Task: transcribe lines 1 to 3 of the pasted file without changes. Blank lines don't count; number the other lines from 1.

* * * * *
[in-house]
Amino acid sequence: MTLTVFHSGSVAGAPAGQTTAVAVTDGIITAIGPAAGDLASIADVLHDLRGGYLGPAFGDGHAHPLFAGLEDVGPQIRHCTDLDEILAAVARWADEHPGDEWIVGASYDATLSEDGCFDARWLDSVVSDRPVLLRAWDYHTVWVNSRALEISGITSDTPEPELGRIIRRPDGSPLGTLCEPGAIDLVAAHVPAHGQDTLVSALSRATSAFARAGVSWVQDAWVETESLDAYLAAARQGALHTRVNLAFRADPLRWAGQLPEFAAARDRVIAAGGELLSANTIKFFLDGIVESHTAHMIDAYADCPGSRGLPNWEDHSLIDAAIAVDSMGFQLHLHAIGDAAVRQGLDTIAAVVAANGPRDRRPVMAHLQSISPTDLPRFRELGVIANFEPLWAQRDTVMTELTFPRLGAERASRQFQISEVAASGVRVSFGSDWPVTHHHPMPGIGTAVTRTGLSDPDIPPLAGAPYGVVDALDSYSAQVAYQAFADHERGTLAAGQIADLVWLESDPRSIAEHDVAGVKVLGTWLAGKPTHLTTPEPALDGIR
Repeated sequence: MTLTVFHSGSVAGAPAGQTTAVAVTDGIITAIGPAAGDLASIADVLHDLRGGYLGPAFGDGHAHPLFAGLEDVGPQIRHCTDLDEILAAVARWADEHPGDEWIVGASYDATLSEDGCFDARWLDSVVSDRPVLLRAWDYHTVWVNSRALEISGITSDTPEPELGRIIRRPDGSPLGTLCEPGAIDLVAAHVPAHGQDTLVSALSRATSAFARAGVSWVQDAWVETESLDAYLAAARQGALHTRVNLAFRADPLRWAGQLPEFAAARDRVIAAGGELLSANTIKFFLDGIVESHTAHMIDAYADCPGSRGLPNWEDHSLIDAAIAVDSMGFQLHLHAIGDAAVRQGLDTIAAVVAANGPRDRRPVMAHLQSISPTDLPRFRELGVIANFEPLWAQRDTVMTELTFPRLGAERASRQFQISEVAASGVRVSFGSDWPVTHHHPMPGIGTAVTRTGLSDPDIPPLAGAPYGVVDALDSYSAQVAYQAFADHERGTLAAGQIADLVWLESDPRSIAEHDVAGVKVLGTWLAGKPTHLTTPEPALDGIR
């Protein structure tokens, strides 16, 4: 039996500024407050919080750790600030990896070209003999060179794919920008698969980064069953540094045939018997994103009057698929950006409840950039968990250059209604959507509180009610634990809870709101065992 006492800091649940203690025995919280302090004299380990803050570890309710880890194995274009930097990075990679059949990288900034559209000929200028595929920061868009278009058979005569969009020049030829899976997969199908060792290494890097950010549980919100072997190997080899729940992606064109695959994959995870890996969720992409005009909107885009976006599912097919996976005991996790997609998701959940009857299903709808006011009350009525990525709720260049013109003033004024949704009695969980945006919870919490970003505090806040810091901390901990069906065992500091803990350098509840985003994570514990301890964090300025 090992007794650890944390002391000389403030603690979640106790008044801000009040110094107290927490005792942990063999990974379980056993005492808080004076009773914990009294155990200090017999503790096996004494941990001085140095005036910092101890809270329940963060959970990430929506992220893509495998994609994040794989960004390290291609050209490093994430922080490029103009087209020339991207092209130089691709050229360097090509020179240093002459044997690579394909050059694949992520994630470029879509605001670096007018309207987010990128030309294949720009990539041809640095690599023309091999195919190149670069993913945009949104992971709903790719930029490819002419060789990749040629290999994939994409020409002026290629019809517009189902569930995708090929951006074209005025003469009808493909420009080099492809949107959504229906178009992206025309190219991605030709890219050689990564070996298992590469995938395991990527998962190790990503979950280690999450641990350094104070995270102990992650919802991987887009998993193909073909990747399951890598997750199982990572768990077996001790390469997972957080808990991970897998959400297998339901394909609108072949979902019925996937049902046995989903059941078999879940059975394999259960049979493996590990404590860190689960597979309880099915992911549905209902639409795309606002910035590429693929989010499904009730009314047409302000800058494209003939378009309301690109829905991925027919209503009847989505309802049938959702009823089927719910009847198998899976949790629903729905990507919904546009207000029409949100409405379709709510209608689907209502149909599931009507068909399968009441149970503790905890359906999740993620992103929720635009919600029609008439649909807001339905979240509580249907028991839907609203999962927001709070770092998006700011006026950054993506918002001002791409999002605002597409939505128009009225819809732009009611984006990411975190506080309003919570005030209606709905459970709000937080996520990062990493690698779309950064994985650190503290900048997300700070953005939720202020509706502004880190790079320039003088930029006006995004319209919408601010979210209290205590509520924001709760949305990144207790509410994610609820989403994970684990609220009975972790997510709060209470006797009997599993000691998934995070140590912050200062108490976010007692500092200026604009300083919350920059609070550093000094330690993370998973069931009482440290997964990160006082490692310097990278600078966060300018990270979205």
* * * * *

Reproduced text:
[in-house]
Amino acid sequence: MTLTVFHSGSVAGAPAGQTTAVAVTDGIITAIGPAAGDLASIADVLHDLRGGYLGPAFGDGHAHPLFAGLEDVGPQIRHCTDLDEILAAVARWADEHPGDEWIVGASYDATLSEDGCFDARWLDSVVSDRPVLLRAWDYHTVWVNSRALEISGITSDTPEPELGRIIRRPDGSPLGTLCEPGAIDLVAAHVPAHGQDTLVSALSRATSAFARAGVSWVQDAWVETESLDAYLAAARQGALHTRVNLAFRADPLRWAGQLPEFAAARDRVIAAGGELLSANTIKFFLDGIVESHTAHMIDAYADCPGSRGLPNWEDHSLIDAAIAVDSMGFQLHLHAIGDAAVRQGLDTIAAVVAANGPRDRRPVMAHLQSISPTDLPRFRELGVIANFEPLWAQRDTVMTELTFPRLGAERASRQFQISEVAASGVRVSFGSDWPVTHHHPMPGIGTAVTRTGLSDPDIPPLAGAPYGVVDALDSYSAQVAYQAFADHERGTLAAGQIADLVWLESDPRSIAEHDVAGVKVLGTWLAGKPTHLTTPEPALDGIR
Repeated sequence: MTLTVFHSGSVAGAPAGQTTAVAVTDGIITAIGPAAGDLASIADVLHDLRGGYLGPAFGDGHAHPLFAGLEDVGPQIRHCTDLDEILAAVARWADEHPGDEWIVGASYDATLSEDGCFDARWLDSVVSDRPVLLRAWDYHTVWVNSRALEISGITSDTPEPELGRIIRRPDGSPLGTLCEPGAIDLVAAHVPAHGQDTLVSALSRATSAFARAGVSWVQDAWVETESLDAYLAAARQGALHTRVNLAFRADPLRWAGQLPEFAAARDRVIAAGGELLSANTIKFFLDGIVESHTAHMIDAYADCPGSRGLPNWEDHSLIDAAIAVDSMGFQLHLHAIGDAAVRQGLDTIAAVVAANGPRDRRPVMAHLQSISPTDLPRFRELGVIANFEPLWAQRDTVMTELTFPRLGAERASRQFQISEVAASGVRVSFGSDWPVTHHHPMPGIGTAVTRTGLSDPDIPPLAGAPYGVVDALDSYSAQVAYQAFADHERGTLAAGQIADLVWLESDPRSIAEHDVAGVKVLGTWLAGKPTHLTTPEPALDGIR